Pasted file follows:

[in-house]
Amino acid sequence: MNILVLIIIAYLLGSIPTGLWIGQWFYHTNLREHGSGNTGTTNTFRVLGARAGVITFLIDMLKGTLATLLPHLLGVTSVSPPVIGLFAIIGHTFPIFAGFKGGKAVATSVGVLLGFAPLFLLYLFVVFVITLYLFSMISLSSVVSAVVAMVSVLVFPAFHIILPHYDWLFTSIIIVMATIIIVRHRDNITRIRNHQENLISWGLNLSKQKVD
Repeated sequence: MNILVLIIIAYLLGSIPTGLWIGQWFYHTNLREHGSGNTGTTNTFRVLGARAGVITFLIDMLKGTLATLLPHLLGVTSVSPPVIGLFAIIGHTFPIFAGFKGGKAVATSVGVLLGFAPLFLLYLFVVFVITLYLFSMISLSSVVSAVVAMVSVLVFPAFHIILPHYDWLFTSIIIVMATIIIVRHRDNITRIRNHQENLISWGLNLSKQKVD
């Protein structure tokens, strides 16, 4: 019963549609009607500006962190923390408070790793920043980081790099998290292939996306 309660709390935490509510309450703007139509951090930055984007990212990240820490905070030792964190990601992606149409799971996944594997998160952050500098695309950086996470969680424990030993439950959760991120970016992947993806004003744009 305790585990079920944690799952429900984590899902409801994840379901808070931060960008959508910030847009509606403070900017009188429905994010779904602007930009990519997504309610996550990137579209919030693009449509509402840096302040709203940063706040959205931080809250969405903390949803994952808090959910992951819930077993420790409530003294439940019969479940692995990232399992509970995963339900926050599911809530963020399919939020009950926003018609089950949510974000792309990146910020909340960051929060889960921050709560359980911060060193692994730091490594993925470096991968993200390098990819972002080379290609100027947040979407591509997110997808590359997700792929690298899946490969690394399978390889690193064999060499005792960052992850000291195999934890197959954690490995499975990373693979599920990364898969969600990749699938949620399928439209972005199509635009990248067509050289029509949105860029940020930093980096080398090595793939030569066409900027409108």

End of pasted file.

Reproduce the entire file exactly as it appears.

[in-house]
Amino acid sequence: MNILVLIIIAYLLGSIPTGLWIGQWFYHTNLREHGSGNTGTTNTFRVLGARAGVITFLIDMLKGTLATLLPHLLGVTSVSPPVIGLFAIIGHTFPIFAGFKGGKAVATSVGVLLGFAPLFLLYLFVVFVITLYLFSMISLSSVVSAVVAMVSVLVFPAFHIILPHYDWLFTSIIIVMATIIIVRHRDNITRIRNHQENLISWGLNLSKQKVD
Repeated sequence: MNILVLIIIAYLLGSIPTGLWIGQWFYHTNLREHGSGNTGTTNTFRVLGARAGVITFLIDMLKGTLATLLPHLLGVTSVSPPVIGLFAIIGHTFPIFAGFKGGKAVATSVGVLLGFAPLFLLYLFVVFVITLYLFSMISLSSVVSAVVAMVSVLVFPAFHIILPHYDWLFTSIIIVMATIIIVRHRDNITRIRNHQENLISWGLNLSKQKVD
């Protein structure tokens, strides 16, 4: 019963549609009607500006962190923390408070790793920043980081790099998290292939996306 309660709390935490509510309450703007139509951090930055984007990212990240820490905070030792964190990601992606149409799971996944594997998160952050500098695309950086996470969680424990030993439950959760991120970016992947993806004003744009 305790585990079920944690799952429900984590899902409801994840379901808070931060960008959508910030847009509606403070900017009188429905994010779904602007930009990519997504309610996550990137579209919030693009449509509402840096302040709203940063706040959205931080809250969405903390949803994952808090959910992951819930077993420790409530003294439940019969479940692995990232399992509970995963339900926050599911809530963020399919939020009950926003018609089950949510974000792309990146910020909340960051929060889960921050709560359980911060060193692994730091490594993925470096991968993200390098990819972002080379290609100027947040979407591509997110997808590359997700792929690298899946490969690394399978390889690193064999060499005792960052992850000291195999934890197959954690490995499975990373693979599920990364898969969600990749699938949620399928439209972005199509635009990248067509050289029509949105860029940020930093980096080398090595793939030569066409900027409108």